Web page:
Morphology and Stratigraphy of Mesotidal Shoreline Features
Published:January 01, 1986
Miles O. Hayes, Walter J. Sexton, Douglas P. Imperato, 1986. "Morphology and Stratigraphy of Mesotidal Shoreline Features", Southeastern United States: Third Annual Midyear Meeting, 1986, Raleigh, North Carolina, Daniel A. Textoris
Download citation file:
This one-day field trip is designed to examine the morphology and stratigraphy of a mesotidal tidal inlet, Price Inlet, and barrier island, Capers Island, located in the central portion of the South Carolina coast. The tidal range in the study area averages around 2 m (mesotidal; Davies, 1964) and waves average 50-60 cm in height. Dominant longshore sediment transport is from north to south, with 150,000-200,000 m3 of sand moving past any given point on the Capers Island beach each year (Kana, 1976, 1979).
The field trip will be conducted at low tide, which will allow the participants to observe in detail intertidal features such as bedforms, swash bars, and inlet channels. Trenches dug through swash bars and beach berms will allow for detailed inspection of the internal sedimentary structures of these features. The main ebb channel of the inlet will be surveyed with a depth recorder and bottom samples will be collected along its length in order to demonstrate the effects of the tidal currents in shaping the inlet and its ebb-tidal delta. A 3 km walk along the front of the northern half of Capers Island, as well as a perpendicular transect across the island’s midsection, will expose the participants to all important aspects of the morphology of a typical regressive, mesotidal barrier island. A core taken in the middle of the island will be displayed in order to augment the description of the island’s Holocene stratigraphy.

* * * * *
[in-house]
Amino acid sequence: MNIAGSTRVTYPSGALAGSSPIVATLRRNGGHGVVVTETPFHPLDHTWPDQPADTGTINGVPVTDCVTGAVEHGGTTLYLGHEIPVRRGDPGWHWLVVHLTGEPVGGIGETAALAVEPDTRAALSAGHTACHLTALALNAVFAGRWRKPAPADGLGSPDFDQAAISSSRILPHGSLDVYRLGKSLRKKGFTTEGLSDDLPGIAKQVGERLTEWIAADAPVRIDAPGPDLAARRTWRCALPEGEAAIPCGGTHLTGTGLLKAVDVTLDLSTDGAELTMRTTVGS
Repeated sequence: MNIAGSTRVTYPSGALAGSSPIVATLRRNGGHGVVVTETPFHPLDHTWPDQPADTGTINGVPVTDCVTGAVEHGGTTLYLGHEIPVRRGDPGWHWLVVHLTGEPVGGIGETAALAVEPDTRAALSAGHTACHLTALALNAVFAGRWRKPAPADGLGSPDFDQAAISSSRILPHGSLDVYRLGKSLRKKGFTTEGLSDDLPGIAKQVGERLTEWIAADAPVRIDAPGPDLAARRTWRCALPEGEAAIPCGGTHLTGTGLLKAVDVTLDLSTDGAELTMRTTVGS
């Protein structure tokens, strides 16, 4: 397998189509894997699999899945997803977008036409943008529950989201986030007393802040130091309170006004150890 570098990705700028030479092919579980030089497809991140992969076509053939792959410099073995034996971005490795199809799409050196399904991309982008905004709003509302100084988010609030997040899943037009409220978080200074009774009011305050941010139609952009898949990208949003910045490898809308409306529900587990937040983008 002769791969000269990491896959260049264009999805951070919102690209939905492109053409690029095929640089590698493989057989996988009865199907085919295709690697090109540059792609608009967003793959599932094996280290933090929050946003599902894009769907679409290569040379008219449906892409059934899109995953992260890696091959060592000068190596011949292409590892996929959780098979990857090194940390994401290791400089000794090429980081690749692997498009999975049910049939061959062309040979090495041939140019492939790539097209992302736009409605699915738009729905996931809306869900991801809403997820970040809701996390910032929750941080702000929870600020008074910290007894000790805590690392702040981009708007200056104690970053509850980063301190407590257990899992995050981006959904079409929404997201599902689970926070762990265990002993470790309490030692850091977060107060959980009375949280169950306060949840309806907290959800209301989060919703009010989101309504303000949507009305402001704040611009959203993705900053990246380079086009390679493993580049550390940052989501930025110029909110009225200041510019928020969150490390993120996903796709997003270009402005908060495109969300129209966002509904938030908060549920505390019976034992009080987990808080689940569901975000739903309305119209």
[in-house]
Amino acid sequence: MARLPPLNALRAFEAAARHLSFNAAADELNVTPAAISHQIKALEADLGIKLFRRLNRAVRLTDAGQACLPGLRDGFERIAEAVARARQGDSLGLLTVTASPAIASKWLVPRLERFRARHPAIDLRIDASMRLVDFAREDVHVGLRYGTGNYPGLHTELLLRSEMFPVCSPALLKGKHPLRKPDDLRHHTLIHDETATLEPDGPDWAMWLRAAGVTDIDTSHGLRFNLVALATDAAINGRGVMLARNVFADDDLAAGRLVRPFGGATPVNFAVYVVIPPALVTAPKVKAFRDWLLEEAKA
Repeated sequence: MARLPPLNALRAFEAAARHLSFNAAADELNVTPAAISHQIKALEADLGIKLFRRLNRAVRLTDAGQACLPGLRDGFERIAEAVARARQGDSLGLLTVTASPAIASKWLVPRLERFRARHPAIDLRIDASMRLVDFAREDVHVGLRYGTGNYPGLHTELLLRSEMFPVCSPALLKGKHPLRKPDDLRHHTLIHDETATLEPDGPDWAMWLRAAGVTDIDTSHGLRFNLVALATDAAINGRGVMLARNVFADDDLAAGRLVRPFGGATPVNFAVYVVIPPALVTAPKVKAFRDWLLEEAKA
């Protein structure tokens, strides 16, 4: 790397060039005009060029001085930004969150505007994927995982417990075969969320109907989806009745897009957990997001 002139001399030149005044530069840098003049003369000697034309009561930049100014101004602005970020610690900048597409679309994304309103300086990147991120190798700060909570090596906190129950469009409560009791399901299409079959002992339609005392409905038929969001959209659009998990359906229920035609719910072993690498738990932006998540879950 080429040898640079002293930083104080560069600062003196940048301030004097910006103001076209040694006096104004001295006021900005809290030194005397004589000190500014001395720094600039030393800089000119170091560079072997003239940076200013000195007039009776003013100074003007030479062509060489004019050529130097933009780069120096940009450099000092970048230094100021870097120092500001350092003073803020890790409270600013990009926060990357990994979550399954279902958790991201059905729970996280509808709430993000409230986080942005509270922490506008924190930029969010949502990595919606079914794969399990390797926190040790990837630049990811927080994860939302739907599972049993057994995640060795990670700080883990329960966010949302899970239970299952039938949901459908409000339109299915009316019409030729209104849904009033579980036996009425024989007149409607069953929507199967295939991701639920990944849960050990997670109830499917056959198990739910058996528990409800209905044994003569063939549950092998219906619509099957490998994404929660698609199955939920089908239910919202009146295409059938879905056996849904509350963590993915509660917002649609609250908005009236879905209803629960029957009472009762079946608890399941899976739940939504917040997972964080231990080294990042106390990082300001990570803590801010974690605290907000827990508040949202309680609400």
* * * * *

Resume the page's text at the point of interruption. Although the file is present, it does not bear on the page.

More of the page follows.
An oblique aerial photograph of the area to be visited is
Figures & Tables
Southeastern United States: Third Annual Midyear Meeting, 1986, Raleigh, North Carolina
Southeastern United States–Guidebook is comprised of twelve field trips that were organized for the Third Annual Midyear Meeting held in Raleigh, North Carolina in 1986. The spectrum of geologic time represented in the Upper Precambrian, Lower Paleozoic, Mesozoic, Cenozoic and the very Recent. The geologic provinces are the Valley and Ridge, Blue Ridge Mountains, Piedmont, and the Coastal Plain. Besides North Carolina, trips include Virginia, South Carolina and West Virginia.